[8] Elizabeth T. Dexter-Mazza, James J. Mazza, Alec L. Miller, Kelly Graling, Elizabeth Courtney-Seidler, and Dawn Cattuchi (2022). Application of DBT in a School-Based Setting. Pending publication

Bolstering the youth behavioral health system: innovative state policies to address access & parity

This week, our In Focus section highlights an HMA Issue Brief, Bolstering the Youth Behavioral Health System: Innovative State Policies to Address Access & Parity, published in August 2022. The brief examines policies aiming to advance access and availability of behavioral health services (encompassing mental health and substance use disorders) for youth. Below we explore opportunities for states to adopt levers to ensure access to the full continuum of children’s behavioral health services. States should consider developing a multi-faceted strategy to address accessibility issues including:

  • A policy mechanism for insurance coverage and funding for infrastructure, support and services across behavioral health, child welfare and Medicaid
  • A robust delivery system for provision of services
  • Comprehensive benefit design
  • A mechanism to monitor network adequacy, access, and parity

The COVID-19 pandemic has exacerbated rates of depression, anxiety, and other behavioral health issues among youth – with suicide now the second leading cause of death among ages 10-12. Pre-pandemic, 1 in 5 children experienced a mental health condition every year and only 54 percent of non-institutionalized youth enrolled in Medicaid or CHIP received mental health treatment. Between March 2020 to October 2020, mental health–related emergency department visits increased 24 percent among youth ages 5 to 11 and 31 percent among ages 12 to 17, compared with 2019 emergency department visits.

Youth covered by Medicaid and the State Children’s Health Insurance Program (CHIP), and the Early and Periodic Screening, Diagnostic and Treatment (EPSDT) of the Medicaid Act require state Medicaid agencies to provide enrollees under age 21 with access to periodic and preventive screenings, and services that are necessary to “correct or ameliorate” medical conditions, including other additional health care services such as behavioral health conditions. It remains the responsibility of states to determine medical necessity on a case by-case basis. As of 2020, states are mandated to submit a CHIP state plan amendment to demonstrate compliance with the new behavioral health coverage provisions. However, behavioral health services are not a specifically defined category of benefits in federal Medicaid law and coverage of many services is at state discretion. The 2008 Mental Health Parity and Equity Act (MHPAEA) requires that Medicaid managed care and private health insurers who do reimburse for behavioral health services provide behavioral health benefits to cover mental health and substance use services that is no more restrictive than the coverage generally available for medical and surgical benefits. While MHPAEA was designed to reduce inequities in coverage between behavioral and physical health services, it does not reduce inequities in reimbursement as payers are not required to cover behavioral health services.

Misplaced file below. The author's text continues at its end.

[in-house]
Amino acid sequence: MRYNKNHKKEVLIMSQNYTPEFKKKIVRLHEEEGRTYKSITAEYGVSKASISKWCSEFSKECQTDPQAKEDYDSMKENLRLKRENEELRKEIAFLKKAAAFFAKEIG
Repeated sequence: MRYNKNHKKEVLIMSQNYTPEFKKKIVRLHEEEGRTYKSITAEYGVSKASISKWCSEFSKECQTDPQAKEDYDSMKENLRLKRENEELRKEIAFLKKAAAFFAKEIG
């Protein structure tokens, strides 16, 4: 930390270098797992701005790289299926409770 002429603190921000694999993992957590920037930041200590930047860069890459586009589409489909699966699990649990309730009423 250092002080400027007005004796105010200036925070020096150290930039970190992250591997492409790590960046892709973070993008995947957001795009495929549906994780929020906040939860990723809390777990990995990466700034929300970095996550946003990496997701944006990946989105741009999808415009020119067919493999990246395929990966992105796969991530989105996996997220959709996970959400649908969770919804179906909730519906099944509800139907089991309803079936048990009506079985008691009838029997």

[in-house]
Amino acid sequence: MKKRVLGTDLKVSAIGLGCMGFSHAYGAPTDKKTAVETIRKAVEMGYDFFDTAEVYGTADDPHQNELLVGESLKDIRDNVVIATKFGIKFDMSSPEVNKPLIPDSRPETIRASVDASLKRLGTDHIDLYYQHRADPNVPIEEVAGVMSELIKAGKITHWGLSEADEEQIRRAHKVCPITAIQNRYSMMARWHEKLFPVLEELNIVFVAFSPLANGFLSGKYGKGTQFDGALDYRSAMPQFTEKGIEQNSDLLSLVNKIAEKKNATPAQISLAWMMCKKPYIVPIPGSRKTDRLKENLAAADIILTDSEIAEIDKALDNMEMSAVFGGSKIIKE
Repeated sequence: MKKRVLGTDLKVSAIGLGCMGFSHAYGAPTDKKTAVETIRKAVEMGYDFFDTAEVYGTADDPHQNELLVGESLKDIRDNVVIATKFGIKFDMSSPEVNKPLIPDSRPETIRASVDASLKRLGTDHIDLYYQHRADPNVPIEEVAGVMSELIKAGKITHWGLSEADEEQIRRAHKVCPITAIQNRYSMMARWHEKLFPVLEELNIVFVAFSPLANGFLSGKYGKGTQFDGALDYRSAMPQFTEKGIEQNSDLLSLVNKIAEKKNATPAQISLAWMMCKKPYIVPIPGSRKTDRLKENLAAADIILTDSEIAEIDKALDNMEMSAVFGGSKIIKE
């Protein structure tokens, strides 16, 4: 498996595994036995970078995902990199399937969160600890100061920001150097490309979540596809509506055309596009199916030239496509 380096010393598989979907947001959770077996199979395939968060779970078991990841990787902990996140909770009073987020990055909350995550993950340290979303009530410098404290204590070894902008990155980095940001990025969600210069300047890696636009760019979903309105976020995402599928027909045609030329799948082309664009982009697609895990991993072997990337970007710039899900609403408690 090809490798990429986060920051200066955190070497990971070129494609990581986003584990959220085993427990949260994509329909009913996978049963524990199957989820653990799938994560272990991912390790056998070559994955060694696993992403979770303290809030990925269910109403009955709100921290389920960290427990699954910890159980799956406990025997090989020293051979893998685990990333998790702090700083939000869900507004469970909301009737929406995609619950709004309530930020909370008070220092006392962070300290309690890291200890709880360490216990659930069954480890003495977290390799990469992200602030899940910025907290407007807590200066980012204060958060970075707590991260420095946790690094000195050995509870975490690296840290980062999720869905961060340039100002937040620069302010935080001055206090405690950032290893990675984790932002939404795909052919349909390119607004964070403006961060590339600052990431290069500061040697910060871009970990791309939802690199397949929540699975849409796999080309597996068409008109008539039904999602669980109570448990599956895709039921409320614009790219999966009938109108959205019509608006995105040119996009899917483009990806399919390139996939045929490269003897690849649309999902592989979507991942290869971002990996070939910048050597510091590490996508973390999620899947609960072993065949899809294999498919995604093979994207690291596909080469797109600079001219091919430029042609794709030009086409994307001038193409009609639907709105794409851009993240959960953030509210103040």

Ambitious efforts are underway to prioritize behavioral health services for youth. The Department of Health and Human Services (HHS) recently called for states to prioritize and maximize efforts to strengthen youth mental health. The American Academy of Pediatrics (AAP), American Academy of Child and Adolescent Psychiatry (AACAP) and Children’s Hospital Association declared a national emergency in children’s mental health. In addition, passage of the Bipartisan Safer Communities legislation includes significant funding for mental health screening, expansion of community behavioral health center (CCBHC) model; improving access to mental health services for children, youth, and families through the  Medicaid program and CHIP; increasing access to mental health services for youth and families in crisis via telehealth; and investments to expand provider training in mental health, supporting suicide prevention, crisis and trauma intervention, and recovery.

Click here to read the Issue Brief.

For questions, please contact:

Caitlin Thomas-Henkel
Uma Ahluwalia
Devon Schechinger
Debbi Witham

Innovative state policy solutions to enhance the youth behavioral health system

With suicide now the second leading cause of death among children, adolescents, and young adults (aged 15-24 years old) in the United States, it is apparent that the COVID-19 pandemic has not only exacerbated rates of depression and anxiety, but also illuminated the fractures in our youth behavioral health system. In response, states are focusing on ways to advance policies that aim to expand coverage for youth mental health services.